Searching over 5,500,000 cases.

Buy This Entire Record For $7.95

Download the entire decision to receive the complete text, official citation,
docket number, dissents and concurrences, and footnotes for this case.

Learn more about what you receive with purchase of this case.

Graham Capital Management, L.P. v. Bongiovanni

United States District Court, D. Connecticut

February 14, 2019




         Plaintiff Graham Capital Management (“GCM”) has moved for a preliminary injunction against its former employee, Steven Bongiovanni, whose job responsibilities at GCM included developing quantitative methods and computer software programs for systematic trading. In its proposed injunction dated October 5, 2018, GCM requested that Bongiovanni be enjoined from (a) using any GCM confidential information or trade secrets in any manner or for any purpose, and from (b) disclosing any GCM confidential information or trade secrets to any person or entity outside of GCM. At first, GCM also requested that the court order Bongiovanni to return all GCM confidential information and trade secrets, in any form, in his possession, custody, or control. However, GCM has since withdrawn its request for a return order.

         On September 27, 2018, GCM's counsel took Bongiovanni's deposition in connection with an age discrimination lawsuit Bongiovanni brought against GCM. Bongiovanni testified that he had secretly recorded meetings at GCM, including research department meetings, and that he still had five recordings in his possession. Bongiovanni also testified that he was actively seeking employment with other investment advisory firms during the time that he was secretly making recordings.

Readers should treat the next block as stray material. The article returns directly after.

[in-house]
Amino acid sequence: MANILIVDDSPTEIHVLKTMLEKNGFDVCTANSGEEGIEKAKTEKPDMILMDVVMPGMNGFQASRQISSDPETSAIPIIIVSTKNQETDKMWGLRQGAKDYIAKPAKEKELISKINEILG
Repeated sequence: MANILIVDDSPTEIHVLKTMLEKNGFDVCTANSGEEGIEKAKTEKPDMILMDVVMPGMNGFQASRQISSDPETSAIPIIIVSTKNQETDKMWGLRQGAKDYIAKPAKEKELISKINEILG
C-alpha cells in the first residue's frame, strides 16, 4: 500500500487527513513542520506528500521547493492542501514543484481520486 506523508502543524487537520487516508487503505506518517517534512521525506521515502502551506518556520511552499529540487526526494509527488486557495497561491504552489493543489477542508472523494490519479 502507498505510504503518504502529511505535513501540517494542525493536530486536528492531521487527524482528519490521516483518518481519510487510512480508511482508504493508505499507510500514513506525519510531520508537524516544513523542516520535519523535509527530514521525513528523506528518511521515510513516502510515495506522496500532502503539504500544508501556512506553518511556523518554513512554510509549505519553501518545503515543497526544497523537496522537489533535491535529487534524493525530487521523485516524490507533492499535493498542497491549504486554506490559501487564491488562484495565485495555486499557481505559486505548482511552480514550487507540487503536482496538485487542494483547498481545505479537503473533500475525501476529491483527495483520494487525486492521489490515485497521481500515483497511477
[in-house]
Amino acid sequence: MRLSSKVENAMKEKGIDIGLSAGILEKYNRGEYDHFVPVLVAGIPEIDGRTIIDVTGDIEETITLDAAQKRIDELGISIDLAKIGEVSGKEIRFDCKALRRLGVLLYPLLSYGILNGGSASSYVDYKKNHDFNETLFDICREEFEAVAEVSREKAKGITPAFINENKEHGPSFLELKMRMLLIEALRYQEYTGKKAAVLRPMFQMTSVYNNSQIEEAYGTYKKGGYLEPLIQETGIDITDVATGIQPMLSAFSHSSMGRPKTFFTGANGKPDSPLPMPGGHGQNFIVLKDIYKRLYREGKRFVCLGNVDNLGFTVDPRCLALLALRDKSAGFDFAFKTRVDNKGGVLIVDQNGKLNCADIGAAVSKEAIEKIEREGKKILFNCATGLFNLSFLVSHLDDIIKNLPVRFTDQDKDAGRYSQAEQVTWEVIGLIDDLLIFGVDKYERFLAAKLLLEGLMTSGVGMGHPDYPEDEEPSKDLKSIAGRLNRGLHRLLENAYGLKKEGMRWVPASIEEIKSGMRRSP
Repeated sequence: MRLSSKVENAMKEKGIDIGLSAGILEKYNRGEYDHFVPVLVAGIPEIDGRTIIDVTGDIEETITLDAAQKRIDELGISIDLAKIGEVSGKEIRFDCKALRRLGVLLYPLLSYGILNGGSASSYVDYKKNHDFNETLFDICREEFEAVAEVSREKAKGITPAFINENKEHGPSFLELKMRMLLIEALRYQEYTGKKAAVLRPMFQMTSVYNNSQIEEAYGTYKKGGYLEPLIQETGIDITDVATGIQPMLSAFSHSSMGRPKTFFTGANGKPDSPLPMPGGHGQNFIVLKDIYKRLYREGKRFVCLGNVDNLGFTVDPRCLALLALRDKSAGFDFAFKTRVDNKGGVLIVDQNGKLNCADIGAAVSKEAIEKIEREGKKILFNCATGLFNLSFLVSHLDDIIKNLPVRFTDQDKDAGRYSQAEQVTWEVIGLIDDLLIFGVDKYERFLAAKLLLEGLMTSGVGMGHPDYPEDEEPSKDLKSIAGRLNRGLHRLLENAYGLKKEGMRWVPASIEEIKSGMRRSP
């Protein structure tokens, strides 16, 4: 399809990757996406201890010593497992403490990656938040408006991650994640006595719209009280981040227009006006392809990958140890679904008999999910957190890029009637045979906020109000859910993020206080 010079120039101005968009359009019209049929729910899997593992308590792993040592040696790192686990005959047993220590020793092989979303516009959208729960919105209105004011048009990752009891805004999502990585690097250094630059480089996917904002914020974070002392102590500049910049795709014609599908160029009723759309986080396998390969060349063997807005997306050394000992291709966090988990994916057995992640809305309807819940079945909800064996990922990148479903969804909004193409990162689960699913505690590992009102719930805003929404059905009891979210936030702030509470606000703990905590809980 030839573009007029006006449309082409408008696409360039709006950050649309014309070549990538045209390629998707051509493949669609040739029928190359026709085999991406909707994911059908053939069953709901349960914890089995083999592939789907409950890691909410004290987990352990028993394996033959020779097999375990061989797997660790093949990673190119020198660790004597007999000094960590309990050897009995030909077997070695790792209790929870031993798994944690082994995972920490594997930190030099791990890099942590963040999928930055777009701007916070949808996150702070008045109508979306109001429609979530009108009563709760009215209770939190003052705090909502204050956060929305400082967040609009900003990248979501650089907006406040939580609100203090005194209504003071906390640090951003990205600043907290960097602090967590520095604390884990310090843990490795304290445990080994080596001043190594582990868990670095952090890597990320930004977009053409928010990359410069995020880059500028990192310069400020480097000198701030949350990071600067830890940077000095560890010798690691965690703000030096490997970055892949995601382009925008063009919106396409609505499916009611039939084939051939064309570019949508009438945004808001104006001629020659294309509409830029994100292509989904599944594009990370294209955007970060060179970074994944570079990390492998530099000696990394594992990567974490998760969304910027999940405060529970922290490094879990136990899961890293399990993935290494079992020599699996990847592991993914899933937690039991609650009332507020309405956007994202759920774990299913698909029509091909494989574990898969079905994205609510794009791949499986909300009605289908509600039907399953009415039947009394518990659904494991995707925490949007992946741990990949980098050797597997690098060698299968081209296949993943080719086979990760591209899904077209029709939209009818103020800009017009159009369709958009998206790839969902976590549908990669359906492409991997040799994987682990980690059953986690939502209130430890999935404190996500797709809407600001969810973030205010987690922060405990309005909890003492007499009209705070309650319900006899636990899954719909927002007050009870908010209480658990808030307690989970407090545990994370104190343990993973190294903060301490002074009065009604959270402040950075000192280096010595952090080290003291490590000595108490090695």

GCM alleges that Bongiovanni's recordings of GCM research department meetings have the potential to cause irreparable harm to GCM, which cannot be adequately compensated by money damages. GCM also initially asserted that Bongiovanni's “failure to return those recordings” contributed irreparable harm to GCM; however, GCM's most recent proposed injunction does not seek the return of Bongiovanni's copies of the recordings.

         GCM argues that it will suffer irreparable harm in the absence of a preliminary injunction because Bongiovanni secretly recorded confidential and trade secret information concerning GCM's trading systems and models, which is crucial to GCM's business. GCM asserts that the confidential information that Bongiovanni recorded is used by GCM to trade billions of dollars' worth of financial instruments. Further, GCM fears that the information in Bongiovanni's recordings could enable a third party to replicate or front-run one or more of GCM's proprietary trading strategies.